What if you could potentially save nearly two million people with a simple regulatory policy change?
That question, according to a recent study by Ayako Miyashita and Gary J. Gates for the UCLA School of Law’s Williams Institute, is not rhetorical. Ending the Food and Drug Administration’s (FDA) longstanding ban on blood donations by men who have sex with men (MSM) could result in an estimated 360,600 men donating an additional 615,300 pints of blood each year, an increase of 2 to 4 percent.
The FDA notes that its ban on blood from MSM donors emerged from policies early in the HIV/AIDS epidemic, though the current policy was formulated in 1992. This ban includes any man who has had sex with a man since 1977, which embraces Baby Boomers, Gen Xers, and the Millennial Generation. However, the FDA also acknowledges that:
The Health and Human Service’s Advisory Committee on Blood Safety and Availability (ACBSA) met to discuss the FDA MSM deferral policy on June 10-11, 2010. . . . The committee found the current donor deferral policies to be suboptimal in permitting some potentially high risk donations while preventing some potentially low risk donations [emphasis ours], but voted in favor of retaining the existing policy, and identified areas requiring further research.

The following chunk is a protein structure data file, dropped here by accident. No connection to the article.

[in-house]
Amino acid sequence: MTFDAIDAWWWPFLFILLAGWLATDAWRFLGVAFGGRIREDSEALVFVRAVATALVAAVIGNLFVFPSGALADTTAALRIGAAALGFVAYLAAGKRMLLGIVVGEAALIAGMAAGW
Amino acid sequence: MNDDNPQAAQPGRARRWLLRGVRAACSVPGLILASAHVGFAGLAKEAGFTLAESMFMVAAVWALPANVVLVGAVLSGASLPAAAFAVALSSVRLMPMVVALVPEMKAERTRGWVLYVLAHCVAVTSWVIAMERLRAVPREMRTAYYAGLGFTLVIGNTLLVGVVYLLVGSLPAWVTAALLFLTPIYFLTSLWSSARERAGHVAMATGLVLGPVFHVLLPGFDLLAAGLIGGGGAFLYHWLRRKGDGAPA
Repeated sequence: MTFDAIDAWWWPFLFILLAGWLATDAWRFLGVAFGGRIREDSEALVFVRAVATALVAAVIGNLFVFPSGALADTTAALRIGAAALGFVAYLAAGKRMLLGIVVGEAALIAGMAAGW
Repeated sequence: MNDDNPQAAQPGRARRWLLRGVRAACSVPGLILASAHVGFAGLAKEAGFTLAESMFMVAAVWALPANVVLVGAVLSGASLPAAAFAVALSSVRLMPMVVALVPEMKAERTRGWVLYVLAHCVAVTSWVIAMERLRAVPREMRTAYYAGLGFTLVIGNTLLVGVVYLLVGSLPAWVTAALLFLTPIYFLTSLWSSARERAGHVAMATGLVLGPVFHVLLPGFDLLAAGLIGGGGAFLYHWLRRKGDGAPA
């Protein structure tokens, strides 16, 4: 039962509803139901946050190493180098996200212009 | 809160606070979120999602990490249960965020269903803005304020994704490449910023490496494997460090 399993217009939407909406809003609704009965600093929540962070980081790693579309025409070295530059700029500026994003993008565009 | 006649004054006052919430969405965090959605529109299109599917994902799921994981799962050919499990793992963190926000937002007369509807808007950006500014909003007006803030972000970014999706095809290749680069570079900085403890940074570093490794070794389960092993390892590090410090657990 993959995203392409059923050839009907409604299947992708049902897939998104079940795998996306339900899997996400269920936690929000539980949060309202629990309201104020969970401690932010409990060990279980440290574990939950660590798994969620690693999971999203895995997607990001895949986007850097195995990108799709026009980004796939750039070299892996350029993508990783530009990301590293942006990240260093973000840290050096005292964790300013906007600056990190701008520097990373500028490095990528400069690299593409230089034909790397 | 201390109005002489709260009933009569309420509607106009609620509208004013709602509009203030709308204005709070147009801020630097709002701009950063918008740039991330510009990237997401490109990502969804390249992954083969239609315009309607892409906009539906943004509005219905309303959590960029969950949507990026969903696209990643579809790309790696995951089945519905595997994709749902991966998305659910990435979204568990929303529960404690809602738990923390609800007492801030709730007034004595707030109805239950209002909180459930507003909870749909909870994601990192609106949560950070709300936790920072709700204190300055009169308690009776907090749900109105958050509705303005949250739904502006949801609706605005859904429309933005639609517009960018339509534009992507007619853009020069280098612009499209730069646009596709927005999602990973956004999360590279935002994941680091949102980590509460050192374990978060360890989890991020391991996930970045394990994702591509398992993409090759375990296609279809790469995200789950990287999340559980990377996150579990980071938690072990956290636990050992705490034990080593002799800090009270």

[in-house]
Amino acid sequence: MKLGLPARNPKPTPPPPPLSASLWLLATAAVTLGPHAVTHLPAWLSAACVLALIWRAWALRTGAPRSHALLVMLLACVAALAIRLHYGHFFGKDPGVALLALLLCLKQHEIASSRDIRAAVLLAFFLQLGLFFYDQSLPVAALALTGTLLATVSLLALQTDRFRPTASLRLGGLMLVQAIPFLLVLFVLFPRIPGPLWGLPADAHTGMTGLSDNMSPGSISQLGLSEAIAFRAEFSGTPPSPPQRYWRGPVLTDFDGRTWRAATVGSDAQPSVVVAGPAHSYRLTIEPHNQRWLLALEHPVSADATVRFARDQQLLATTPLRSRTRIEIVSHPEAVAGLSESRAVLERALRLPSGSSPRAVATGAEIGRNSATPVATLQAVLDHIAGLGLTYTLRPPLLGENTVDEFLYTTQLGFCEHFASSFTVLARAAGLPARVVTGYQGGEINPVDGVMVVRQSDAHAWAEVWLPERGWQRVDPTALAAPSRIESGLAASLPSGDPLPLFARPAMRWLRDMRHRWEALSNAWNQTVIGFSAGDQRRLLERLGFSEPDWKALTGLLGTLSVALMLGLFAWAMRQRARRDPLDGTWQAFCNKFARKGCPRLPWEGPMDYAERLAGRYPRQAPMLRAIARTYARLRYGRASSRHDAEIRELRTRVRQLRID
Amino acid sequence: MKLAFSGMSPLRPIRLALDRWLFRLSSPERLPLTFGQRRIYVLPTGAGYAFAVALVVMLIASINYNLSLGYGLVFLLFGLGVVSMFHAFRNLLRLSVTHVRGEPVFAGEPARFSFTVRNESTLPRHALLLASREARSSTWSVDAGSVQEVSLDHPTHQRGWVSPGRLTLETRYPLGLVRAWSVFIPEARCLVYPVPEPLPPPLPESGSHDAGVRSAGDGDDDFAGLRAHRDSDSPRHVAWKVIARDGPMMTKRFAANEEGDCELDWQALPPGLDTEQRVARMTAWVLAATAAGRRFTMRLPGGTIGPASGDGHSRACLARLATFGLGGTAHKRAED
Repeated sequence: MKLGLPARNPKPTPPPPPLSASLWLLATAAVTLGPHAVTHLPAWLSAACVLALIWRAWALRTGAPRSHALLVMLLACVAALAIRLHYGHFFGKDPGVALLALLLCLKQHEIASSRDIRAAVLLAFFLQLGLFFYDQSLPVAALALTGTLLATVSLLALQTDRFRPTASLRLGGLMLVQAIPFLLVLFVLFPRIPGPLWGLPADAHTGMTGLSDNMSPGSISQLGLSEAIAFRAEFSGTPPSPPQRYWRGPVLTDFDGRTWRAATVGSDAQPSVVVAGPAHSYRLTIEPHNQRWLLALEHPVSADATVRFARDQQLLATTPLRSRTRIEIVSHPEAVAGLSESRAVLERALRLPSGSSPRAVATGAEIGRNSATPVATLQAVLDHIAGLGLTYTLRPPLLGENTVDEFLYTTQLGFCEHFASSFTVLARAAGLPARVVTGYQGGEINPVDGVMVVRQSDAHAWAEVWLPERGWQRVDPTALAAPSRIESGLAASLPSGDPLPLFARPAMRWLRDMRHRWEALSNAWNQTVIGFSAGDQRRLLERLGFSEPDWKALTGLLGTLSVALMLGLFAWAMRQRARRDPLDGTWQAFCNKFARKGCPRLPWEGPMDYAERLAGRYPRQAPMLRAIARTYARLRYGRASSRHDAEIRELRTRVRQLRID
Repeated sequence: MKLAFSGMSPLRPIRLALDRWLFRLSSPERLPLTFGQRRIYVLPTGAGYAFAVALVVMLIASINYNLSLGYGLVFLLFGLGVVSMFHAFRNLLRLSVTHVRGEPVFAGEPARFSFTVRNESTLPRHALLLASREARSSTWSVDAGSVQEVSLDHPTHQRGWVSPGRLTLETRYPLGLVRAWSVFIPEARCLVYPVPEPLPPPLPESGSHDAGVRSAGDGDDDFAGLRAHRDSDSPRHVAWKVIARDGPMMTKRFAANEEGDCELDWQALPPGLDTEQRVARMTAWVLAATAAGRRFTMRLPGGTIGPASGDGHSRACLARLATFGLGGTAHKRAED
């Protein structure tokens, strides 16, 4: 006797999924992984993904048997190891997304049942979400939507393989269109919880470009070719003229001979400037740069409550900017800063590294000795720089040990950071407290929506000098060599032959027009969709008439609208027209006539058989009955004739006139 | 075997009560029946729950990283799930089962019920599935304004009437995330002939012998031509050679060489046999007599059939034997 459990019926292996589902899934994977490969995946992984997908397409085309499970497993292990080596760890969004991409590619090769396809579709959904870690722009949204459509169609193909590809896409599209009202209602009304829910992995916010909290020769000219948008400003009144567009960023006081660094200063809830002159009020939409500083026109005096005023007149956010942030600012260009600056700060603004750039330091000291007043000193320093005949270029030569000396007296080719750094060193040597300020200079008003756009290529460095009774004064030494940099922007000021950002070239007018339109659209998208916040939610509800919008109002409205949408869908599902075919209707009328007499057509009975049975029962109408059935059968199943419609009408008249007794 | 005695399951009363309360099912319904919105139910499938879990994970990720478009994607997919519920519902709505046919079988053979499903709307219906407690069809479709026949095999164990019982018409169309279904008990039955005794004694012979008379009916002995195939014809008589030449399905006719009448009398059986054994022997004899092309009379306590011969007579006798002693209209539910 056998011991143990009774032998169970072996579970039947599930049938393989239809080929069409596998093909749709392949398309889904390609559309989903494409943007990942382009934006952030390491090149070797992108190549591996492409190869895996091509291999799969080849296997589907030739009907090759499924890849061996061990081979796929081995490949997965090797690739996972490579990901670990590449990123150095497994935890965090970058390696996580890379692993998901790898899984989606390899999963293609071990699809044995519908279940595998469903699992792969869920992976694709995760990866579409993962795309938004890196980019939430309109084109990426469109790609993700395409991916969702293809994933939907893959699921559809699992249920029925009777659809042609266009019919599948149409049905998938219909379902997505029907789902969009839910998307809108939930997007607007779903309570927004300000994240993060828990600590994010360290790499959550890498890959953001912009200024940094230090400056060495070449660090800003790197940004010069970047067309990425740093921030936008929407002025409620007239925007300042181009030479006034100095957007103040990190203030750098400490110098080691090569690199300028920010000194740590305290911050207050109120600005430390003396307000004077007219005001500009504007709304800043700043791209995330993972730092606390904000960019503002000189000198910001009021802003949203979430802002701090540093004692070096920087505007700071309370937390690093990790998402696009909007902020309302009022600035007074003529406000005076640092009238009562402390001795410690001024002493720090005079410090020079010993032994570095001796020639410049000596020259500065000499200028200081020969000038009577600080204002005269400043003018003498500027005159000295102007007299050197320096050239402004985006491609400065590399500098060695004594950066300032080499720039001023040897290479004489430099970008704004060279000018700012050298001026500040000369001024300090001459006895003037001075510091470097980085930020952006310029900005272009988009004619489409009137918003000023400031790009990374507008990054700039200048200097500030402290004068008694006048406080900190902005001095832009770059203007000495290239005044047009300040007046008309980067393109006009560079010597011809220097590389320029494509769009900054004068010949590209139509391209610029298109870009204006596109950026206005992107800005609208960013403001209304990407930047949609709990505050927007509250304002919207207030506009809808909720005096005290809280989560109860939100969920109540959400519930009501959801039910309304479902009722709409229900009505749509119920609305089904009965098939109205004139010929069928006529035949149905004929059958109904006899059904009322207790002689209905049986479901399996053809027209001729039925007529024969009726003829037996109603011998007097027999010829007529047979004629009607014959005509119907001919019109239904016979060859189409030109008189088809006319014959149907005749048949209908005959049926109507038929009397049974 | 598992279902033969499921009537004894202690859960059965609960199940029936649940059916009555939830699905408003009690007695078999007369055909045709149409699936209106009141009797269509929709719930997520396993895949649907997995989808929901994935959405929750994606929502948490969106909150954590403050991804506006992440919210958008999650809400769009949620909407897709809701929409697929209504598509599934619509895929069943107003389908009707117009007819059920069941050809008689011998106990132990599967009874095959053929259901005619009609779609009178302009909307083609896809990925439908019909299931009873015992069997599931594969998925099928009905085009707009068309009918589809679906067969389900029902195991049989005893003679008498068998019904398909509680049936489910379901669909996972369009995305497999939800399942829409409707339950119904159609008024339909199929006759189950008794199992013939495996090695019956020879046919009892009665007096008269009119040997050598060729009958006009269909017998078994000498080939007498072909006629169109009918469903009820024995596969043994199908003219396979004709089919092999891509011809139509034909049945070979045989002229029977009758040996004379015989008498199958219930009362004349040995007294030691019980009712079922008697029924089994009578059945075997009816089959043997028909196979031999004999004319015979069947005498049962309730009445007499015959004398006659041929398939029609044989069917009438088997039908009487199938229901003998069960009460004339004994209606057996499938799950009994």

Potential responsible MSM donors are faced with the ethical dilemma: Lie about prior sexual practices when donating blood or abstain from blood donor drives. That we use the term MSM to classify this population suggests some of the ambiguities and complexities of sexual identity, which further complicates the issue. In epidemiology, behavior (MSM) trumps socially constructed identity (gay or bisexual men). Further complicating matters is the question, What is sex?, which in the case of some sexual practices, as I pointed out here last spring, is not a settled matter.
Moreover, Miyashita and Gates note that:
In recent years, both the United Kingdom and Canada have made changes to their laws shifting from an indefinite deferral of MSM to a twelve-month and five-year deferral, respectively. In Mexico, new regulations have established criteria for blood donation based on risk factors for transmission of blood-borne diseases.
Blood has both a physiological dimension and a cultural dimension. As a physiological phenomenon it may be studied empirically, with an evidence based developed for sound policy. As a cultural phenomenon, blood exercises an imaginative power that is diffuse and pervasive.